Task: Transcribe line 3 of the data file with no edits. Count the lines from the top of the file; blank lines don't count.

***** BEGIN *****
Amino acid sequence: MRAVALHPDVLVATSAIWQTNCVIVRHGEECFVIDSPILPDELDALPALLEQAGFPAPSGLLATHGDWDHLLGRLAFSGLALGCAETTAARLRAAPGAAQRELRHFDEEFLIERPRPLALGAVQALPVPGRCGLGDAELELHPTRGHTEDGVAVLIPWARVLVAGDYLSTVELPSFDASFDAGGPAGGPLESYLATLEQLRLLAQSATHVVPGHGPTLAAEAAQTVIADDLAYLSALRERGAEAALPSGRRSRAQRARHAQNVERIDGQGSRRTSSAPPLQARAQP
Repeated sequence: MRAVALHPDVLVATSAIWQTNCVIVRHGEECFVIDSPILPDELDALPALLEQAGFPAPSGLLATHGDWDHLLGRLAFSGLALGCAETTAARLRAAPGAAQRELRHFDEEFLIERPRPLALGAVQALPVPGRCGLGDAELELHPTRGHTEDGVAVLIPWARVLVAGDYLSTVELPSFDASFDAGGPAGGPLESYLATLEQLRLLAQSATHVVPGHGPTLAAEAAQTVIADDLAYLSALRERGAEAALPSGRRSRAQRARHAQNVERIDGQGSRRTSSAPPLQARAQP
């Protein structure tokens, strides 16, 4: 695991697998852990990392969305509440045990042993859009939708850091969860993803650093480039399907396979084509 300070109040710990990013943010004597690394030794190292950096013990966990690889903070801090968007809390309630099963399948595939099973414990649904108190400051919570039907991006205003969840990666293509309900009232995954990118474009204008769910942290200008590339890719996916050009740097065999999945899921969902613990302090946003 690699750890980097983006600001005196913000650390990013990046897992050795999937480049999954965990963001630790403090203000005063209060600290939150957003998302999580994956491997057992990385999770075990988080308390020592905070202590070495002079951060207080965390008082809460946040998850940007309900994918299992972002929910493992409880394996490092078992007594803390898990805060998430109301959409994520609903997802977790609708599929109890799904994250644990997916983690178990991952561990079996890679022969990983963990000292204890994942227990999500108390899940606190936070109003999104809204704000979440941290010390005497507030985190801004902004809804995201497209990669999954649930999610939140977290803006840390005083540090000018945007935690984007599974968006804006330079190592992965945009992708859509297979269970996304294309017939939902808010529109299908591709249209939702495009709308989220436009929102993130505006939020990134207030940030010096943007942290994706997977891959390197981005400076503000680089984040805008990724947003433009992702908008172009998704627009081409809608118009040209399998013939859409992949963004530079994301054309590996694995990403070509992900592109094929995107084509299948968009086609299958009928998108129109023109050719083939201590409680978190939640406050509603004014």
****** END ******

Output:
């Protein structure tokens, strides 16, 4: 695991697998852990990392969305509440045990042993859009939708850091969860993803650093480039399907396979084509 300070109040710990990013943010004597690394030794190292950096013990966990690889903070801090968007809390309630099963399948595939099973414990649904108190400051919570039907991006205003969840990666293509309900009232995954990118474009204008769910942290200008590339890719996916050009740097065999999945899921969902613990302090946003 690699750890980097983006600001005196913000650390990013990046897992050795999937480049999954965990963001630790403090203000005063209060600290939150957003998302999580994956491997057992990385999770075990988080308390020592905070202590070495002079951060207080965390008082809460946040998850940007309900994918299992972002929910493992409880394996490092078992007594803390898990805060998430109301959409994520609903997802977790609708599929109890799904994250644990997916983690178990991952561990079996890679022969990983963990000292204890994942227990999500108390899940606190936070109003999104809204704000979440941290010390005497507030985190801004902004809804995201497209990669999954649930999610939140977290803006840390005083540090000018945007935690984007599974968006804006330079190592992965945009992708859509297979269970996304294309017939939902808010529109299908591709249209939702495009709308989220436009929102993130505006939020990134207030940030010096943007942290994706997977891959390197981005400076503000680089984040805008990724947003433009992702908008172009998704627009081409809608118009040209399998013939859409992949963004530079994301054309590996694995990403070509992900592109094929995107084509299948968009086609299958009928998108129109023109050719083939201590409680978190939640406050509603004014």